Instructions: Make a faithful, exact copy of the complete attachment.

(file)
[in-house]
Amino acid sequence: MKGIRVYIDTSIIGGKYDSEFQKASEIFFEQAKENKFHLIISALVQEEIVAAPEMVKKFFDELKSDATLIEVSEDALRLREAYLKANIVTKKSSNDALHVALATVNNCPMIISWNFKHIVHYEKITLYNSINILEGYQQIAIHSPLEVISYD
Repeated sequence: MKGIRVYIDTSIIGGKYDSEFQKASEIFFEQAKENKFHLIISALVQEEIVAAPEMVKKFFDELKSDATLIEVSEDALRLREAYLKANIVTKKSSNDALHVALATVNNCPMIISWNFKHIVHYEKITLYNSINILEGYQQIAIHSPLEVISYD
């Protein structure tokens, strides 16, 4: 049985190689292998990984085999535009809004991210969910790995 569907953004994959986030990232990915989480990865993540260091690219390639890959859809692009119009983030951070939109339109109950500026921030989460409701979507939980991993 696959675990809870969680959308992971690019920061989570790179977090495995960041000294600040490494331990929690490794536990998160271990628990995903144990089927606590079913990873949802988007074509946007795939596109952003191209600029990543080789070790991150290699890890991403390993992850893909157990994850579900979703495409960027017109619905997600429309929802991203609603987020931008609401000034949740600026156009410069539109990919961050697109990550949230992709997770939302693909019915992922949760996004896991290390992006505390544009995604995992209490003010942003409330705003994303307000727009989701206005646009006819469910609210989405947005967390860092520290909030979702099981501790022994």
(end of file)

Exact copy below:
[in-house]
Amino acid sequence: MKGIRVYIDTSIIGGKYDSEFQKASEIFFEQAKENKFHLIISALVQEEIVAAPEMVKKFFDELKSDATLIEVSEDALRLREAYLKANIVTKKSSNDALHVALATVNNCPMIISWNFKHIVHYEKITLYNSINILEGYQQIAIHSPLEVISYD
Repeated sequence: MKGIRVYIDTSIIGGKYDSEFQKASEIFFEQAKENKFHLIISALVQEEIVAAPEMVKKFFDELKSDATLIEVSEDALRLREAYLKANIVTKKSSNDALHVALATVNNCPMIISWNFKHIVHYEKITLYNSINILEGYQQIAIHSPLEVISYD
């Protein structure tokens, strides 16, 4: 049985190689292998990984085999535009809004991210969910790995 569907953004994959986030990232990915989480990865993540260091690219390639890959859809692009119009983030951070939109339109109950500026921030989460409701979507939980991993 696959675990809870969680959308992971690019920061989570790179977090495995960041000294600040490494331990929690490794536990998160271990628990995903144990089927606590079913990873949802988007074509946007795939596109952003191209600029990543080789070790991150290699890890991403390993992850893909157990994850579900979703495409960027017109619905997600429309929802991203609603987020931008609401000034949740600026156009410069539109990919961050697109990550949230992709997770939302693909019915992922949760996004896991290390992006505390544009995604995992209490003010942003409330705003994303307000727009989701206005646009006819469910609210989405947005967390860092520290909030979702099981501790022994």